Monday, 14 January 2019

Review: A Grave Matter by Anna Lee Huber

Publication date: July 1st 2014
Publisher: Berkley
Pages: 421

Scotland, 1830. Following the death of her dear friend, Lady Kiera Darby is in need of a safe haven. Returning to her childhood home, Kiera hopes her beloved brother Trevor and the merriment of the Hogmanay Ball will distract her. But when a caretaker is murdered and a grave is disturbed at nearby Dryburgh Abbey, Kiera is once more thrust into the cold grasp of death.
While Kiera knows that aiding in another inquiry will only further tarnish her reputation, her knowledge of anatomy could make the difference in solving the case. But agreeing to investigate means Kiera must deal with the complicated emotions aroused in her by inquiry agent Sebastian Gage.
When Gage arrives, he reveals that the incident at the Abbey was not the first—some fiend is digging up old bones and holding them for ransom. Now Kiera and Gage must catch the grave robber and put the case to rest…before another victim winds up six feet under.

The first book in this series completely captivated me - "The Anatomist's Wife" had all the suspense, intrigue, and isolation that I adore in my murder mystery books. Yet the follow up "Mortal Arts" left a lot to be desired and I found myself putting off reading this third book for quite some time, fearing that it wouldn't quite follow through on the promise of that beautiful first book. Sadly, I was right.

Make no mistake, this is still an enjoyable read, and I'm glad to be back in the series and looking forward to continuing it. However there are still a lot of problems that marred my enjoyment. The first is the modern language. There are some places where the language is spot on, and then others where modern phrases and colloquialisms slip in, throwing me out of the story and leaving me frustrated. One of my biggest peeves is a historical novel that can't get the period right.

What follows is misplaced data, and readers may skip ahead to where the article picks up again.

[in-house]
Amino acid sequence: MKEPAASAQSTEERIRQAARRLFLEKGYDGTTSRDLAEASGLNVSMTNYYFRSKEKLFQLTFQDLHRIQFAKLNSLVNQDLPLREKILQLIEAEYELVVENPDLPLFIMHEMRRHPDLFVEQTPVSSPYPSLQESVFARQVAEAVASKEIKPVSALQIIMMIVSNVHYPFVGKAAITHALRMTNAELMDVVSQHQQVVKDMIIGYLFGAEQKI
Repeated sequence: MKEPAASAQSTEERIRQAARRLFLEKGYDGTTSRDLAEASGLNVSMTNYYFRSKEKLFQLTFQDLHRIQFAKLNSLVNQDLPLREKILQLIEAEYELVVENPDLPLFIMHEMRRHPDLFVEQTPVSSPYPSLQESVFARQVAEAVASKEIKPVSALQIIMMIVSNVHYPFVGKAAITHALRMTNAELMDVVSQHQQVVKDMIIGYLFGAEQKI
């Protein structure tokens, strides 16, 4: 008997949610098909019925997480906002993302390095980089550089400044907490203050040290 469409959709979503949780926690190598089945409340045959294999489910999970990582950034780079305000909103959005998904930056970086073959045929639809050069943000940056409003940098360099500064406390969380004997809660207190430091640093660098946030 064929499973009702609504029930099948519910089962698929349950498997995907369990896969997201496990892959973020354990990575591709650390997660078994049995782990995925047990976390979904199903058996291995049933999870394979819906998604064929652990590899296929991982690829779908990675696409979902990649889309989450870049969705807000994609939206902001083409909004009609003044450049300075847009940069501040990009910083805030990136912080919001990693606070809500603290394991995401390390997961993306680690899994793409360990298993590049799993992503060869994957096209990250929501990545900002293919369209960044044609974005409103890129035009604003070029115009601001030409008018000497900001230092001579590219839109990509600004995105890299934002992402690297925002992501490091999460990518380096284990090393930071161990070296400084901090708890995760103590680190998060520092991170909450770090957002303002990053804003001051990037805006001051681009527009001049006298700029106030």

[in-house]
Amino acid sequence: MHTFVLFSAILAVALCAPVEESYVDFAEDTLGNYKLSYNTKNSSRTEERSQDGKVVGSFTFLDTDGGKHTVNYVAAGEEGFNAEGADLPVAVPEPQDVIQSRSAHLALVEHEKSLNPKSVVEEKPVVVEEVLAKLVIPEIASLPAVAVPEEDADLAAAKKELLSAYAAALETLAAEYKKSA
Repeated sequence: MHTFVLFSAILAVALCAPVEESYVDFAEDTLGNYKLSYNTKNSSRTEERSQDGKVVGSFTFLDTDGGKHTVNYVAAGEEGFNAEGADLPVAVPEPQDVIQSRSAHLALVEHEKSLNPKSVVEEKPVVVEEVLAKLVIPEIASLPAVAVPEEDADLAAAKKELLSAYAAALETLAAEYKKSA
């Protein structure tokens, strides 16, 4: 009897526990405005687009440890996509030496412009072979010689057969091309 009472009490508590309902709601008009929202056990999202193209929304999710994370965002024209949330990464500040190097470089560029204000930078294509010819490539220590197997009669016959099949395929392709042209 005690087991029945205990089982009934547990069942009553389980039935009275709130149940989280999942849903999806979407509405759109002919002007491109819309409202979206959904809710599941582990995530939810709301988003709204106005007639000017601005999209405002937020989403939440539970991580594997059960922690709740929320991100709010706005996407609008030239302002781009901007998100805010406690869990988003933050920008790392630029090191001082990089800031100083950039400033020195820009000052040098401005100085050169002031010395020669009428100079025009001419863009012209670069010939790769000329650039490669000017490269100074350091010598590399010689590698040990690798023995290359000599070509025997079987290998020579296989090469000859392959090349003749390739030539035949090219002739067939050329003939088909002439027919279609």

Secondly, one of my favourite things when reading a whodunnit, is to be able to pick up the breadcrumbs the author leaves and try to puzzle out the mystery myself. Deanna Raybourn is a truly excellent example of an author who gives you the pieces, but doesn't make it blindingly obvious, leaving you to experience a truly thrilling mystery. However I'm finding more and more with Huber's books that the trail of crumbs is thrown haphazardly around, with no real clues just a load of false starts, and then a twist pulled out of thin air in the last fifty pages that you were never able to predict because the set up wasn't there. If there's no real set up then there isn't a payoff, which just leads to frustration all round.

It's still an enjoyable read. Huber creates suspense and thrills like you wouldn't believe, and I adore watching a lot of it play out. I also love her characters. Yes, Kiera can be a little frustrating, but I love the relationships she has with her siblings, how she's finding herself and working herself out at last, and her relationship with Gage is a sight to behold.

So it was an enjoyable read, but a little too frustrating to tip it into one of the higher star ratings. However I'll definitely be picking up the fourth book soon to see where Kiera and Gage end up next.

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